This past spring, two prominent Greeks traveled to Berlin to engage in high-stakes negotiations. But they weren’t discussing the debt crisis. No, this was World Brewers Cup Champion Stefanos Domatiotis and Taf Coffee’s Yiannis Taloumis, and they were discussing coffee with none other than Nora Šmahelová, co-owner of beloved Berlin coffee star, Chapter One.
Two months ago, the brainchild of these discussions, Coffee Profilers, opened in one of the stately wedding-cake style buildings that line the former East German promenade of Karl-Marx-Allee (once known as Stalinallee—Stalin Avenue).
As would be expected from Taf Coffee’s first venture outside Greece—the noted roaster’s eponymous flagship cafe opened in Athens in 2009—the space is top-notch. Expansive, with an eye to minimalist design, the cafe sports wood accents and modern furniture in muted grayscale.
Coffee Profilers is roughly split into four distinct areas: a breezy outdoor space sprawling across the post-Communist boulevard’s broad sidewalks, a main room decked out with couches and other casual furniture, a retail corner flaunting high-end paraphernalia, and, of course, the brewing area: front and center, this is the star of the show. Stage-like, it’s the first thing you see when you walk into the cafe.
Here behind the counter, the La Marzocco Strada MP espresso machine is joined by three Anfim Super Caimano espresso grinders—one for each of the beans they buy from the coffee producers at Ninety Plus. Everything they serve here is roasted, of course, by Taf Coffee in Athens. Absolutely no cross-contamination will be tolerated.
Because, for Domatiotis, that’s kind of the point: “So many cafes offer beans from multiple different roasters, but this is wrong. You must follow the personality of the roaster and bring that to the front.” In his view, with the modern obsession with single-origin beans and estate coffees, roasters too often get pushed to the background.
Domatiotis explains that it’s about learning. “The opportunity is wasted if you don’t learn anything from your coffee,” he tells me. “On every bag, we profile the beans inside. We give information about where the beans were grown and milled and how they were processed, as well as which coffee varietal was used.” Even the farm’s altitude is listed. I tried some SL28, a cultivar from Kenya, but grown at the Leoncio Herbazu micro-mill in Costa Rica (1650 meters above sea level, if you were wondering).
Working methodically, Domatiotis pours water over precisely 15 grams of beans. “I use 91 degrees Celsius, a low temperature, for faster extraction and more acidity and clarity in the brew,” he explains. “You don’t get as much bitterness this way. The density of the water is important. Lower temperature, higher density, faster extraction.”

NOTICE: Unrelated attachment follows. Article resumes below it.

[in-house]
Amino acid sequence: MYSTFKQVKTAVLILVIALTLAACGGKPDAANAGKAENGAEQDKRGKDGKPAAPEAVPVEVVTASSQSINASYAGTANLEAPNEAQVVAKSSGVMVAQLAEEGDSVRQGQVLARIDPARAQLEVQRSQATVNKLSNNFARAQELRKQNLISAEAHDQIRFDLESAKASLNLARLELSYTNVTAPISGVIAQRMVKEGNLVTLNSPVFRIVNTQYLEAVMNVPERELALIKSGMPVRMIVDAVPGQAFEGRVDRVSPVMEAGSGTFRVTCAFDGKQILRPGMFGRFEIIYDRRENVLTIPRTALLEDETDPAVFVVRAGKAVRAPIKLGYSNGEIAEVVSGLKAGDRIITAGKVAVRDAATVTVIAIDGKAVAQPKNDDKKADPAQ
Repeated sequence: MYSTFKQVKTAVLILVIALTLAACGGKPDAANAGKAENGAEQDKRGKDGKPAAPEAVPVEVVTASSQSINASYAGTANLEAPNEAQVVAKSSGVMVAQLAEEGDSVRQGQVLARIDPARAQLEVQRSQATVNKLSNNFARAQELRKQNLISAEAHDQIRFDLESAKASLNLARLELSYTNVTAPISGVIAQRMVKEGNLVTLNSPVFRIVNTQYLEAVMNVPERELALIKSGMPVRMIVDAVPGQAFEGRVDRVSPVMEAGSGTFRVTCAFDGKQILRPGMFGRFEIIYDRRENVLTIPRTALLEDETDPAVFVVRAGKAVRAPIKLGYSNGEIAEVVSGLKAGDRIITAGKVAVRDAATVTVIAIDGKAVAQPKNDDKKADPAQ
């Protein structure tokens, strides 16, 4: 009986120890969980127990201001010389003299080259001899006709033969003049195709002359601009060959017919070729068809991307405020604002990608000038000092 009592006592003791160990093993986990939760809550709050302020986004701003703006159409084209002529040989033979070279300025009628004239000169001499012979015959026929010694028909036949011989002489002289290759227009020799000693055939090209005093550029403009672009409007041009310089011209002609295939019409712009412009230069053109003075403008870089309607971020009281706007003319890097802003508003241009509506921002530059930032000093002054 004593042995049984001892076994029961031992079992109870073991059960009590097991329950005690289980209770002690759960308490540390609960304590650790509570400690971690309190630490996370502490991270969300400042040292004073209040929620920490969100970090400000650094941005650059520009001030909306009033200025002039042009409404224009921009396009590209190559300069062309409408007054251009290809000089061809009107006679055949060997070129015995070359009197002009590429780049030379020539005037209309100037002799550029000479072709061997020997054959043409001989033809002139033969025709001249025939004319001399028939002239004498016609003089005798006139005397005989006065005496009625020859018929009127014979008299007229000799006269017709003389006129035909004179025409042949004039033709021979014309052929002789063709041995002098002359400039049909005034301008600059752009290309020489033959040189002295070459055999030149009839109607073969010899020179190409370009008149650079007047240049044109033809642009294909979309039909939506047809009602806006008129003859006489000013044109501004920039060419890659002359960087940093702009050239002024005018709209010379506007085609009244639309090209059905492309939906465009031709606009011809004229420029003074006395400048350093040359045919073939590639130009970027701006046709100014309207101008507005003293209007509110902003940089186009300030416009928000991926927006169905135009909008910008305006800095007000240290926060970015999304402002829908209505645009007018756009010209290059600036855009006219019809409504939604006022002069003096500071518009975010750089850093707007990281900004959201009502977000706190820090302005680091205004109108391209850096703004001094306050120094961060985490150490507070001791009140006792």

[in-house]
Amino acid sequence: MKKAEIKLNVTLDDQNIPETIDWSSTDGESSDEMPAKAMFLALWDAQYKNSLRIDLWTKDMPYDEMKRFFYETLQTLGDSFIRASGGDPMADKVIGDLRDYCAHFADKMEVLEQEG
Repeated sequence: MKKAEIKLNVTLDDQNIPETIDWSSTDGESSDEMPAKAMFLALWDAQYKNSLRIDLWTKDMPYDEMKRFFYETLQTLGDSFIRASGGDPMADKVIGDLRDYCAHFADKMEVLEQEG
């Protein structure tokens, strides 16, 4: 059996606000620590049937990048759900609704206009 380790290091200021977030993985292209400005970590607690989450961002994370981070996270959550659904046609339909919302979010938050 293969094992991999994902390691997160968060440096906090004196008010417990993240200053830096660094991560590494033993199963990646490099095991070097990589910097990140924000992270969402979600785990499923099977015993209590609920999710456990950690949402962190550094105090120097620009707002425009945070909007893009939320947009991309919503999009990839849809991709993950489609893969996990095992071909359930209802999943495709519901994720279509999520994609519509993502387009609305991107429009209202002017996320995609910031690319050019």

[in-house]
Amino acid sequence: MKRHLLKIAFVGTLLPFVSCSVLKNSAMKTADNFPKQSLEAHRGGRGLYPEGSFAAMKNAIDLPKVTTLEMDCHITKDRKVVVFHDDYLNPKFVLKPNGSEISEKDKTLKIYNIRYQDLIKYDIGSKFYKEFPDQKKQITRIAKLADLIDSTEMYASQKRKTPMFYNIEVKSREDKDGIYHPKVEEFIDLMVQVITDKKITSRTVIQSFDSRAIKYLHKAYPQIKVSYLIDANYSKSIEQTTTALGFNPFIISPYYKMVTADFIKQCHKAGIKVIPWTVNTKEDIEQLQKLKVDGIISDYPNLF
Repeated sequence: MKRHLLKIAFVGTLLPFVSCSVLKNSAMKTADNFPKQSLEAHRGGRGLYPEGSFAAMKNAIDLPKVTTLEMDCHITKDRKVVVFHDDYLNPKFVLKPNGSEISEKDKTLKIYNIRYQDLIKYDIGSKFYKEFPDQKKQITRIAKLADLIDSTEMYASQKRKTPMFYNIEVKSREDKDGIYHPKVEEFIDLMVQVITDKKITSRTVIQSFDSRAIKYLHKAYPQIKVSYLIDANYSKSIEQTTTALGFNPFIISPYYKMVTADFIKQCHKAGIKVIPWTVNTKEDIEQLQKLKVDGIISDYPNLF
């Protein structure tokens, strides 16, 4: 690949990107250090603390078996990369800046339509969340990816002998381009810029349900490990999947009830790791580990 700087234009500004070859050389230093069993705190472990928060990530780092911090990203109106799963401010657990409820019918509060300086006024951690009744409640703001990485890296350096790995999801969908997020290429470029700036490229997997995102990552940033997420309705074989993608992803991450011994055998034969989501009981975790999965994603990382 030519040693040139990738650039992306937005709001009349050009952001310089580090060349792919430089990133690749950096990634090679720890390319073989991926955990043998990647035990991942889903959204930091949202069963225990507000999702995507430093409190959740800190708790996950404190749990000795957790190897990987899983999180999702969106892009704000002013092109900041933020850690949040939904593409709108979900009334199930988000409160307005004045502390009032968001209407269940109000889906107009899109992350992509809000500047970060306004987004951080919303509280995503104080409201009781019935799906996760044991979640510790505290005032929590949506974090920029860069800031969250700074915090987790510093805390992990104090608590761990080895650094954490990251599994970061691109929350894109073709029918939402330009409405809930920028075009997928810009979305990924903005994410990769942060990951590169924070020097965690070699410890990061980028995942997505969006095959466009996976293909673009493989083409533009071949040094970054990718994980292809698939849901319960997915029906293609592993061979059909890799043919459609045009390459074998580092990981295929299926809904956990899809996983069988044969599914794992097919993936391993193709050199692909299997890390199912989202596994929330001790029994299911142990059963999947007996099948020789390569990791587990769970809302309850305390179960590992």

Finished, he decants the light-brown liquid into a small carafe, covering it with a mug. “This captures the aroma of the coffee. When you open it, you can breath it, it’s part of the experience.” Hot and wet, a tropical seaside breeze, the steam carries sweetness and acidity in equal measures. A floral, malic sourness, spiced with autumnal notes.
It’s all so well executed that it’s hard to come out of the cafe without becoming a bit of a Taf Coffee fan. That’s why they’re here, after all. With an eye toward distribution across Europe, Taloumis felt a cafe in Europe’s de facto capital made sense. “Here, I can catch a plane to Munich, to Milan, to London, meet with a buyer, and come back the same day. Greece is a bit farther,” he pauses, then continues, “Berlin is also a very open market. I knew I could win here,” he winks.
Is Germany a good fit for Taf? “I was a little afraid,” Taloumis admits. “There’s tension between Greeks and Germans these days. But that was all nonsense,” he smiled. Domatiotis jumps in: “Look at me, I don’t have a word of German, but I have one regular who is 92 years old. He lives above us,” he says looking up theatrically, “and he helped build this building in the ’50s. Now he comes here every day to try a new kind of coffee. We can’t speak, but we are friends. If you smile and you really love your job, you can communicate.”
Conor O’Rourke is a freelance journalist based in Berlin. His work has appeared in publications such as ExBerliner, Matador, The Hustle, and many more. This is Conor O’Rourke’s first feature for Sprudge.
All photos by Temi Adeniyi for Sprudge.com.